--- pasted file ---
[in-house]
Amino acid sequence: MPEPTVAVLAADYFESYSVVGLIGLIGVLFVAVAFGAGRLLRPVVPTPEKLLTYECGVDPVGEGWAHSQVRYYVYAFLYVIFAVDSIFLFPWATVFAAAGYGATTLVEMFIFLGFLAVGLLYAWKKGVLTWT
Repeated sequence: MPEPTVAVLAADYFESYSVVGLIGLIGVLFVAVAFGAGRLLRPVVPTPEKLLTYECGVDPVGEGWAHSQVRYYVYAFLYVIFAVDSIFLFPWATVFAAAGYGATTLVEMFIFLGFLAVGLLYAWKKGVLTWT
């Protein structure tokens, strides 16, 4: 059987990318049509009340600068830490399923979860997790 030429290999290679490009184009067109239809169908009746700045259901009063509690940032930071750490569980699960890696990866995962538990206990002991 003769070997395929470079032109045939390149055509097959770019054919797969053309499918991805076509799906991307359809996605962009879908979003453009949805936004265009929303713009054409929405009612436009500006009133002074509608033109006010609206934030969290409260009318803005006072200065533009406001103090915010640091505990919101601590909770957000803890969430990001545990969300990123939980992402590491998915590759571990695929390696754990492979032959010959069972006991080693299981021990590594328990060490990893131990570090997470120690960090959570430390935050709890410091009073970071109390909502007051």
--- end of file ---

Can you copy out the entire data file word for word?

[in-house]
Amino acid sequence: MPEPTVAVLAADYFESYSVVGLIGLIGVLFVAVAFGAGRLLRPVVPTPEKLLTYECGVDPVGEGWAHSQVRYYVYAFLYVIFAVDSIFLFPWATVFAAAGYGATTLVEMFIFLGFLAVGLLYAWKKGVLTWT
Repeated sequence: MPEPTVAVLAADYFESYSVVGLIGLIGVLFVAVAFGAGRLLRPVVPTPEKLLTYECGVDPVGEGWAHSQVRYYVYAFLYVIFAVDSIFLFPWATVFAAAGYGATTLVEMFIFLGFLAVGLLYAWKKGVLTWT
């Protein structure tokens, strides 16, 4: 059987990318049509009340600068830490399923979860997790 030429290999290679490009184009067109239809169908009746700045259901009063509690940032930071750490569980699960890696990866995962538990206990002991 003769070997395929470079032109045939390149055509097959770019054919797969053309499918991805076509799906991307359809996605962009879908979003453009949805936004265009929303713009054409929405009612436009500006009133002074509608033109006010609206934030969290409260009318803005006072200065533009406001103090915010640091505990919101601590909770957000803890969430990001545990969300990123939980992402590491998915590759571990695929390696754990492979032959010959069972006991080693299981021990590594328990060490990893131990570090997470120690960090959570430390935050709890410091009073970071109390909502007051």